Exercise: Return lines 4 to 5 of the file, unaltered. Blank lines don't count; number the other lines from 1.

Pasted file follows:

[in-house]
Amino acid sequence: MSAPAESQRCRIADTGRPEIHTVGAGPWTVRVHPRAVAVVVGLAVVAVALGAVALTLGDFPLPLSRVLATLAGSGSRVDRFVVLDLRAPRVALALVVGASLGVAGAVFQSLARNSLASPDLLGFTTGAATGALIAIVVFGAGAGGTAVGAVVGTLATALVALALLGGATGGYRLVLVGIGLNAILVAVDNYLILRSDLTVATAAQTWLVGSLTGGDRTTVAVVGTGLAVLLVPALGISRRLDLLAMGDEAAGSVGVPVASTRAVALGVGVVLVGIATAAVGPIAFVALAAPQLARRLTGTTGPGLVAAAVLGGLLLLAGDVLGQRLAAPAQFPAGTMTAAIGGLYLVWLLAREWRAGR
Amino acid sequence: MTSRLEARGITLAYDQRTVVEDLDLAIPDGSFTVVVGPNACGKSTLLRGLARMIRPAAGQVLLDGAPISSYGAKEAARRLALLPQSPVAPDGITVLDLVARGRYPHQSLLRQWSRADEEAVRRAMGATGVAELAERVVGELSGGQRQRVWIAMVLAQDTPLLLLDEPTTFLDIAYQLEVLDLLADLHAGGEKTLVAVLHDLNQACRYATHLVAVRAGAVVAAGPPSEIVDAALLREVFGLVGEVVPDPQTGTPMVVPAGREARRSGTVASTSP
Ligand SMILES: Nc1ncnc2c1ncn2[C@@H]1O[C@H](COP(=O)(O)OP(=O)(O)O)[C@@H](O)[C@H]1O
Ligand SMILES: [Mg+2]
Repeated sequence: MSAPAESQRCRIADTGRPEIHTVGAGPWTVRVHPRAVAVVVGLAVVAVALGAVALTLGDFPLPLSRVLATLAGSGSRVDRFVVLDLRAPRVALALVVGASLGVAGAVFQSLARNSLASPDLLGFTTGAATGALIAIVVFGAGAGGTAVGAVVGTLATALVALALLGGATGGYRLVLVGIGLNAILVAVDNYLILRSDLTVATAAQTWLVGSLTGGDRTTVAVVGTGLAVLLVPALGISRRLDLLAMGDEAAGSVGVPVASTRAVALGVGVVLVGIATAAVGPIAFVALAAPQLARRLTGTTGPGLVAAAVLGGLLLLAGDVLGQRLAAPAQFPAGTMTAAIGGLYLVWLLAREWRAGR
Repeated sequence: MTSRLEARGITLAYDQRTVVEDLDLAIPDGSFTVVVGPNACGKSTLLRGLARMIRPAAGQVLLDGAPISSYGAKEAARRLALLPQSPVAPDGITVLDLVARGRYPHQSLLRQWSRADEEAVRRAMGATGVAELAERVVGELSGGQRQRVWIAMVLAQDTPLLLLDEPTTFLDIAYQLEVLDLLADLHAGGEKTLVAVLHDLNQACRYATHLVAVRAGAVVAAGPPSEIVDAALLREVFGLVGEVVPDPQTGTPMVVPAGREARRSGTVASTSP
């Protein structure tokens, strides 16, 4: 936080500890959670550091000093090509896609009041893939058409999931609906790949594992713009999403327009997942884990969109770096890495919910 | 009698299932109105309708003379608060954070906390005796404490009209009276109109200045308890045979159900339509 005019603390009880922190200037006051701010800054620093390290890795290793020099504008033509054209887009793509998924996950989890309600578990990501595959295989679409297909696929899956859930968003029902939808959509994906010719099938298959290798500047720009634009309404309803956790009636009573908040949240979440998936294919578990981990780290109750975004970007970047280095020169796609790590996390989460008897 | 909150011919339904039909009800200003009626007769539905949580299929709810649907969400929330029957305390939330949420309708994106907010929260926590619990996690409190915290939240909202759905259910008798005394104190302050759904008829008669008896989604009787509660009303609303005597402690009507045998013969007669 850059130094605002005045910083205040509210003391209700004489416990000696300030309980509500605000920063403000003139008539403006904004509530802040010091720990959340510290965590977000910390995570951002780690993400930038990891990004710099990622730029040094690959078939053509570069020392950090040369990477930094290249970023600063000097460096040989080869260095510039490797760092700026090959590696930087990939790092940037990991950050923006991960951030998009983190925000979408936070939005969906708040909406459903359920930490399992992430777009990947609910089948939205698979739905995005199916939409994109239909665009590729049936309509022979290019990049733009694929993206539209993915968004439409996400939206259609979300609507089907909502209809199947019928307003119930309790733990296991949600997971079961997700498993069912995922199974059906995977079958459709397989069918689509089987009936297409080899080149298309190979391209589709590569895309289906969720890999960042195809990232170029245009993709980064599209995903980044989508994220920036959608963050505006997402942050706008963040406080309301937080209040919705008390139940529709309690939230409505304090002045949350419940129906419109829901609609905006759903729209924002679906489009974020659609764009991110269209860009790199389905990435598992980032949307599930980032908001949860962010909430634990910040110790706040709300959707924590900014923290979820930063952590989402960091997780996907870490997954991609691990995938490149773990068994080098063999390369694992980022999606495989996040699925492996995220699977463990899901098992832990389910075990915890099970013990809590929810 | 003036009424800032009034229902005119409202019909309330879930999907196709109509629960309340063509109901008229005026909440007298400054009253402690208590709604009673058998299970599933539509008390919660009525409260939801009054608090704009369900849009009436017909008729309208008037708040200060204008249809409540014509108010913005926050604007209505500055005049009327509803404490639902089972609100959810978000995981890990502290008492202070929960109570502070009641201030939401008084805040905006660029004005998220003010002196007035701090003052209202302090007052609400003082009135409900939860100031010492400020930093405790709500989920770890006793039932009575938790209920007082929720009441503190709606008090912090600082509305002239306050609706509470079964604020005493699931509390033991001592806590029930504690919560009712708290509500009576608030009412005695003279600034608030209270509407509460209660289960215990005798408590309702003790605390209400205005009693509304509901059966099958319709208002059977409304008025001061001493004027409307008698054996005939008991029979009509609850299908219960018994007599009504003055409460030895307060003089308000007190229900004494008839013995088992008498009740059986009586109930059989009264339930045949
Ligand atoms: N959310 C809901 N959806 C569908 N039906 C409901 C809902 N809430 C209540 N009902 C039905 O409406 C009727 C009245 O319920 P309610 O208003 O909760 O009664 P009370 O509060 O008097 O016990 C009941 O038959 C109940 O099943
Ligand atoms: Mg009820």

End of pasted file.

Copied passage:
Ligand SMILES: Nc1ncnc2c1ncn2[C@@H]1O[C@H](COP(=O)(O)OP(=O)(O)O)[C@@H](O)[C@H]1O
Ligand SMILES: [Mg+2]